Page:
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First evidence of hidden matter around galaxies

2015-11-09 10:00
Diagram of how the CMB background gets modified as the CMB photons fly through extended clouds of moving electrons around galaxies. The blue indicates that the CMB intensity increases and the red that decreases. Source: Carlos Hernández Monteagudo (CEFCA)

Diagram of how the CMB background gets modified as the CMB photons fly through extended clouds of moving electrons around galaxies. The blue indicates that the CMB intensity increases and the red that decreases. Source: Carlos Hernández Monteagudo (CEFCA)

By using the best available measurements of the cosmic microwave background (CMB) from the Planck satellite, Dr. Carlos Hernández Monteagudo from the Centro de Estudios de Física del Cosmos de Aragón (CEFCA) and his collaborators have detected vast amounts of hidden baryonic matter around middle-size galaxies in the local universe. To arrive at this new result, the team has used the latest Planck data release and data from the Sloan Digital Sky Survey.

This new study solves the problem of the missing baryons around 200.000 local galaxies, and also contributes to the understanding of the distribution of baryonic matter in galaxies, groups and clusters of galaxies, an essential ingredient to know how these objects form and evolve.

Baryons are particles, such as protons and neutrons, that, together with electrons, make up the atoms found in the Universe. Nowadays, It is well known that around 90% of all baryons created in the first moments of the Universe after the Big Bang reside in the form of a diffuse, hot and ionized gas, esentially composed of protons and free electrons. However, only a small part of this gas, the hottest fraction, could be detected up to now.

By observing the fluctuations of the CMB light along the direction of those galaxies, the team has been able to detect clouds of ionized gas extending to distances significantly larger than the size of the galaxies. This corresponds to the so-called "missing" or "hidden" baryons surrounding those galaxies, whose spatial distribution is very close to the distribution expected for dark matter around those objects. The dark matter is the dominant form of matter in the Universe, which has not been directly detected or characterized yet.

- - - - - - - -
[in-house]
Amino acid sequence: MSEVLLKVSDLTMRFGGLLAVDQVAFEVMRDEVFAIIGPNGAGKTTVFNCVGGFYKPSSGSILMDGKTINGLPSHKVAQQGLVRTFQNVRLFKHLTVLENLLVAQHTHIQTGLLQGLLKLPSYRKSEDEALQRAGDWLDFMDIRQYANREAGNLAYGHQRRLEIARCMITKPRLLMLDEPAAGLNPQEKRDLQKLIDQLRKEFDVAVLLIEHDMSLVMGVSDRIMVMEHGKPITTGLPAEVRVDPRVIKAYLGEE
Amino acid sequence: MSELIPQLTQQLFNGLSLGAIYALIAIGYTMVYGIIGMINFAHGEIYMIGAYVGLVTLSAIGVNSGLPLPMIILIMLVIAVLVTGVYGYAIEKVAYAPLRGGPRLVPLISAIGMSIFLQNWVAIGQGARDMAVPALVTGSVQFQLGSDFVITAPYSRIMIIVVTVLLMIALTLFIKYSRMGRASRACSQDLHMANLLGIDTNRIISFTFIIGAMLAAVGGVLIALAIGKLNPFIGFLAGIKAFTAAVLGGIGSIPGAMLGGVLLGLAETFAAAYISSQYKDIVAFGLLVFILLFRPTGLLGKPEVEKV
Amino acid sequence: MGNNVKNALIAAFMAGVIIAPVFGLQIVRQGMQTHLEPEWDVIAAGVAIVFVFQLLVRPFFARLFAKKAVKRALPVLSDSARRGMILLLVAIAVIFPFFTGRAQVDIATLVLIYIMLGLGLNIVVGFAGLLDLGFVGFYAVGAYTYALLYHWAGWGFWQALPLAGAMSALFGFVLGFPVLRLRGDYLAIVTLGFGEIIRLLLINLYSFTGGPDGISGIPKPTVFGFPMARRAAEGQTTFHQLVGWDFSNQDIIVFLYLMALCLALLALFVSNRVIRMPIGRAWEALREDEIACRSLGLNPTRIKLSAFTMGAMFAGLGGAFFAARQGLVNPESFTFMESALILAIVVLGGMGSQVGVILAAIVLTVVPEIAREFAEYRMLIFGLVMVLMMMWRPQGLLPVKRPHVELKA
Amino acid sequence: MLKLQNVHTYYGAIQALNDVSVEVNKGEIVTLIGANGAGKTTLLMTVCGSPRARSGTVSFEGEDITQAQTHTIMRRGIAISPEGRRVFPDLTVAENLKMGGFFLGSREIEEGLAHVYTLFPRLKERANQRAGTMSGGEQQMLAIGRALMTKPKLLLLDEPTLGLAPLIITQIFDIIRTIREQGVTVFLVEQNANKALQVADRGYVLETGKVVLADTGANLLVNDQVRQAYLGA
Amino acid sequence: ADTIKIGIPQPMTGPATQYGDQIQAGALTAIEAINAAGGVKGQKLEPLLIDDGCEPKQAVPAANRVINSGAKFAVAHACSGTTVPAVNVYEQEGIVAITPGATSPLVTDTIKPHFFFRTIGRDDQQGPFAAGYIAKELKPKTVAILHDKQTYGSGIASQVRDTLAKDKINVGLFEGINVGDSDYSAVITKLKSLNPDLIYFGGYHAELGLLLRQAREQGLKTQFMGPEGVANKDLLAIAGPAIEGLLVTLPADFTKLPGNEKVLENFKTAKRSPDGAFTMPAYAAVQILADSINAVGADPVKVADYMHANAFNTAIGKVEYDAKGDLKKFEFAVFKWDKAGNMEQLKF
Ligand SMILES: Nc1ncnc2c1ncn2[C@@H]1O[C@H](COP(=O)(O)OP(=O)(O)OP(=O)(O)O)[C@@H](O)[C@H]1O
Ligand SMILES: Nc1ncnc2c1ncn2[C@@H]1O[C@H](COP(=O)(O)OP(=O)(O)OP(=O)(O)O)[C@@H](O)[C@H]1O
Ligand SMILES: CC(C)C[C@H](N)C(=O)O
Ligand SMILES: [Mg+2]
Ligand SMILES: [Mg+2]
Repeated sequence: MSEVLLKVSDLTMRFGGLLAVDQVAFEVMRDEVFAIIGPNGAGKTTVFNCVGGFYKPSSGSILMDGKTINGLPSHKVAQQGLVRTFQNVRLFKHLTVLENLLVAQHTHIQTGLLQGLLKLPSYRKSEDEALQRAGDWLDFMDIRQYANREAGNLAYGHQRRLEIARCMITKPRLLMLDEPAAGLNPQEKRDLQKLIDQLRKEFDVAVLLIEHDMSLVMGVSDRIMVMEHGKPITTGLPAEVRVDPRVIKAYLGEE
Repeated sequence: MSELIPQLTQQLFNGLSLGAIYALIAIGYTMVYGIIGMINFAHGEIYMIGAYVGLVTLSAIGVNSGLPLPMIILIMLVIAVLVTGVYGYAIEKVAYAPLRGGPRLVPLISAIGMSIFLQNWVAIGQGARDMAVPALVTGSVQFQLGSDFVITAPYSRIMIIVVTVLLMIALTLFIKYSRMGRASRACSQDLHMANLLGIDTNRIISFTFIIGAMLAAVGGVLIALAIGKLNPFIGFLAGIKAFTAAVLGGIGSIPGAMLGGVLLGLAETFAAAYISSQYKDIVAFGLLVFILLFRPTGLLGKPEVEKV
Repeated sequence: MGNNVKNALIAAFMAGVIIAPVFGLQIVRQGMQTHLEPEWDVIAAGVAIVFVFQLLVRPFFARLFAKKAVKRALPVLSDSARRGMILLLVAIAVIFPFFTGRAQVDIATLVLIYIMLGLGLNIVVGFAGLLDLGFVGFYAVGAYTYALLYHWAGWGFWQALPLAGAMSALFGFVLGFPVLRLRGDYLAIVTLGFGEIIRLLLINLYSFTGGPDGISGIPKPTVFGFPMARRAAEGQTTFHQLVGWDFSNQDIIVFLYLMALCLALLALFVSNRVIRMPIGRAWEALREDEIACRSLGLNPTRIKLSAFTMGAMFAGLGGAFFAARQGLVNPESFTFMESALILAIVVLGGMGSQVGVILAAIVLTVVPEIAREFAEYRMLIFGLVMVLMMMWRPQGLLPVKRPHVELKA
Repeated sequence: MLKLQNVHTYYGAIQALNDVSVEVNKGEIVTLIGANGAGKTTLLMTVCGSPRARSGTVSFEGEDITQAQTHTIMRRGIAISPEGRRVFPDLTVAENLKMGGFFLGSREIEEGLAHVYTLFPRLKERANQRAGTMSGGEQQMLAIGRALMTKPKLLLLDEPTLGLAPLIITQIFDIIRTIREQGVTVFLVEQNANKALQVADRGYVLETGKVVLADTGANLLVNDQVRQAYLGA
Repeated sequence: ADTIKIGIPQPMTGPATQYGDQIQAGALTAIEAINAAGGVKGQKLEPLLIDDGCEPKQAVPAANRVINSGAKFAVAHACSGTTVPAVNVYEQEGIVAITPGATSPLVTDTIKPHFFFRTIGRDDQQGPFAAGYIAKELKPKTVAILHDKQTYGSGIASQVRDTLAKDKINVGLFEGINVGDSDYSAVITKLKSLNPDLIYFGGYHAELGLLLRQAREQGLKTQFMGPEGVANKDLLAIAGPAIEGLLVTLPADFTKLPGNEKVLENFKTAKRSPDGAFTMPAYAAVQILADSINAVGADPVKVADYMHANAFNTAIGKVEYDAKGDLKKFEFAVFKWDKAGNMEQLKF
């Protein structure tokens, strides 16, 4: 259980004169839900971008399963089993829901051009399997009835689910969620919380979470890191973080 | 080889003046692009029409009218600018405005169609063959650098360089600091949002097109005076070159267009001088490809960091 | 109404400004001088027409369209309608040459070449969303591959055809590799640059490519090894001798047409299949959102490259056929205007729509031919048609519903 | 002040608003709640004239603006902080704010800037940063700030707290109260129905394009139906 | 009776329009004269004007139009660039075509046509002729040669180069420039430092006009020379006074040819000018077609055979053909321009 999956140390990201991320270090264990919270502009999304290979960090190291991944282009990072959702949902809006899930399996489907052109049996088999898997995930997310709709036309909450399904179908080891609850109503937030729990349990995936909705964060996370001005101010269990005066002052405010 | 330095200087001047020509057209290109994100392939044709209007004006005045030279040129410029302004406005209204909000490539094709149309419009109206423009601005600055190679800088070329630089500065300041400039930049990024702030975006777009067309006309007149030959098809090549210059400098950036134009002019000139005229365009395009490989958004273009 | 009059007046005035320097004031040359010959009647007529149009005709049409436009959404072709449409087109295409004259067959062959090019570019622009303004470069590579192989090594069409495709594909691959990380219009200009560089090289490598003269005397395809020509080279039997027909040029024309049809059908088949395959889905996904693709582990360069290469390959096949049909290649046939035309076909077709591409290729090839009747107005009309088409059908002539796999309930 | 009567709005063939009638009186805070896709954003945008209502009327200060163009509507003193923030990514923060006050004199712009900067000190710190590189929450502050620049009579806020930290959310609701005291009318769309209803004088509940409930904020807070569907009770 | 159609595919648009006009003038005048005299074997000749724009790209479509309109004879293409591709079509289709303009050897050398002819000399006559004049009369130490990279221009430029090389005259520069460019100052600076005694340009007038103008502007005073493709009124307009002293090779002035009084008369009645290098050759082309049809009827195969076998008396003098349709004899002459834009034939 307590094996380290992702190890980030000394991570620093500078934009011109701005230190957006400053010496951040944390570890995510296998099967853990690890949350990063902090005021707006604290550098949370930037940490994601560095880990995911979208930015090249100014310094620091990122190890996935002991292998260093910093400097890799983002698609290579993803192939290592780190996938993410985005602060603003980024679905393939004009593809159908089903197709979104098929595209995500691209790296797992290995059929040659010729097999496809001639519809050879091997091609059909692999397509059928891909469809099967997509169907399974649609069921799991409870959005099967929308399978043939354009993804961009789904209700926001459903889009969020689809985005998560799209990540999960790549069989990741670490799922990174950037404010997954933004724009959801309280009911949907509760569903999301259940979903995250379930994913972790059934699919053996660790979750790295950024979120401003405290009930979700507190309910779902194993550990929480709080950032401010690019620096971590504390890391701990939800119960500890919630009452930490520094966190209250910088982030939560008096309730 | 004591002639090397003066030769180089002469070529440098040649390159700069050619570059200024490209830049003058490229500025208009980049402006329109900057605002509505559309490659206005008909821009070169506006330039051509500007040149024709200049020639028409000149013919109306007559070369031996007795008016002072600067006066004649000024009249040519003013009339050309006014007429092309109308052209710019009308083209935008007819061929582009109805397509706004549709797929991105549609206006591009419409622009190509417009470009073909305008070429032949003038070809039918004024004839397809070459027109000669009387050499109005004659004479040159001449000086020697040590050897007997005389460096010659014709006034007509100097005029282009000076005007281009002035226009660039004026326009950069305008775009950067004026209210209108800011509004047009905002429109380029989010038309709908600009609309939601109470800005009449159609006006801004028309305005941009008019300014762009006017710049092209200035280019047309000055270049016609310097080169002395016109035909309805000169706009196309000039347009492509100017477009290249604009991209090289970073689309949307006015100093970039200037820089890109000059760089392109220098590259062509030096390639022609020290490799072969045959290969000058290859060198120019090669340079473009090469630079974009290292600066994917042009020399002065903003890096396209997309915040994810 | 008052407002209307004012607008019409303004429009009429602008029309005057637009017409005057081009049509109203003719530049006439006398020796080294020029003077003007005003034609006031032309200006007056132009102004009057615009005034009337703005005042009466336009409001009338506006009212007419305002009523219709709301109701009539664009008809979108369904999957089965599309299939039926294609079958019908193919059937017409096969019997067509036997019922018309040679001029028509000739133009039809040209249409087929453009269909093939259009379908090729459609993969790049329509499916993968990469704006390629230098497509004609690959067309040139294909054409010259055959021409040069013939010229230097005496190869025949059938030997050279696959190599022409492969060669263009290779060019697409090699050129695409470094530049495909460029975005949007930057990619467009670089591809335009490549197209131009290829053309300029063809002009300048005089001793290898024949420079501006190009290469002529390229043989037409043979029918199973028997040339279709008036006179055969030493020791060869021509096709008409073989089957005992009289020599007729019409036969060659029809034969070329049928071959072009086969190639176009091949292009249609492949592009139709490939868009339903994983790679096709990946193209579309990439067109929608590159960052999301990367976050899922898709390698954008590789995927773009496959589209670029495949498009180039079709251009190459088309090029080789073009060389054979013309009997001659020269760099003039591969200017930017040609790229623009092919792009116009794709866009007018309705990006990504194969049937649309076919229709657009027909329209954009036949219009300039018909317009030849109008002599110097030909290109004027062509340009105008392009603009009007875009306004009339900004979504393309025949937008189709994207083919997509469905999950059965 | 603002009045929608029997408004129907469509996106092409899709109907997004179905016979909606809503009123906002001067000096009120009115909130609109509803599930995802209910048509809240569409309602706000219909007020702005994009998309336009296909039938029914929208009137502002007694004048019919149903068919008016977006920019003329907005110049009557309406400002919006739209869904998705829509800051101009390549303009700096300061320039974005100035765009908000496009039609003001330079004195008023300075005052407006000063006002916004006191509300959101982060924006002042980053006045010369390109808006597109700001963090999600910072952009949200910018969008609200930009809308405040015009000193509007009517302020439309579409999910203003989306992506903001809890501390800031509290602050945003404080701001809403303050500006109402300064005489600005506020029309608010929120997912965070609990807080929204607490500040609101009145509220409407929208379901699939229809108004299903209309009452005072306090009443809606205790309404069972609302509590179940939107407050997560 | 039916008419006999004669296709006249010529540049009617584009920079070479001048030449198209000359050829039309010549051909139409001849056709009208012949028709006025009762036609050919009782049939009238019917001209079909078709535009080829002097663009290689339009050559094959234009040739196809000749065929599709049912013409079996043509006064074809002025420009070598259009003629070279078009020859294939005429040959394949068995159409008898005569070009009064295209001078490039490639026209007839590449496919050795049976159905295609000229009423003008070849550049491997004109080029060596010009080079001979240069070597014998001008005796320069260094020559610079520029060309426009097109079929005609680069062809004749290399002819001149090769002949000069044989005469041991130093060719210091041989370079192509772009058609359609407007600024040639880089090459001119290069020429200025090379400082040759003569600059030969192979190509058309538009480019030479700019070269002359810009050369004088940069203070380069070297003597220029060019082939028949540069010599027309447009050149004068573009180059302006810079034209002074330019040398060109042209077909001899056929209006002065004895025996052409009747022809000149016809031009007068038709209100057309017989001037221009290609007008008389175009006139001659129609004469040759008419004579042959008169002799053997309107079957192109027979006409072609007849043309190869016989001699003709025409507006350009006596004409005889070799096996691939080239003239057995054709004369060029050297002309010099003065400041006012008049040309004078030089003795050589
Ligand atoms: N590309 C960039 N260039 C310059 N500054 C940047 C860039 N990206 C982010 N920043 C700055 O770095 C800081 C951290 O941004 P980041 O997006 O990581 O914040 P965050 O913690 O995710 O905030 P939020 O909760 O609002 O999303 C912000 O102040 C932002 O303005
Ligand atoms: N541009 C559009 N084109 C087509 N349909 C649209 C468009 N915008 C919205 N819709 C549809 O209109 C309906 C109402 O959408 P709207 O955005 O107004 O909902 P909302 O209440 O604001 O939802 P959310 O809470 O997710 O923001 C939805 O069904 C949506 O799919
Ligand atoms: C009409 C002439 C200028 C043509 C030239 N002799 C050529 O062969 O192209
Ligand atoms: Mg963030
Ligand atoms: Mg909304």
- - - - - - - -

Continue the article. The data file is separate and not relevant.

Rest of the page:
“We have discovered a kick experienced by the CMB photons when they encounter moving electrons in ionized clouds. This leads to a tiny fluctuation in the temperature of the CMB around each of those galaxies, which we have nevertheless managed to detect statistically after stacking the CMB measurements in the direction of all of our 200,000 galaxies” states Dr. Hernández-Monteagudo. The high quality of Planck data allowed the team to reveal the presence of ionized gas out to a distance of 20 to 30 times the typical distance of luminous matter to the center of the galaxy. "Within those distances we have found as much gas as theory predicts we should find", he concludes.

This work, led by CEFCA, has been published in Physical Review Letters, in collaboration with researchers working in other institutions in Spain (IFCA in Cantabria, IAC in Spain) and other countries (UK, Germany and France).

C. Hernández-Monteagudo, Yin-Zhe Ma, F. S. Kitaura, W. Wang, R. Génova-Santos, J. Macías-Pérez, and D. Herranz. Evidence of the Missing Baryons from the Kinematic Sunyaev-Zeldovich Effect in Planck Data. Physical Review Letters. DOI: http://dx.doi.org/10.1103/PhysRevLett.115.191301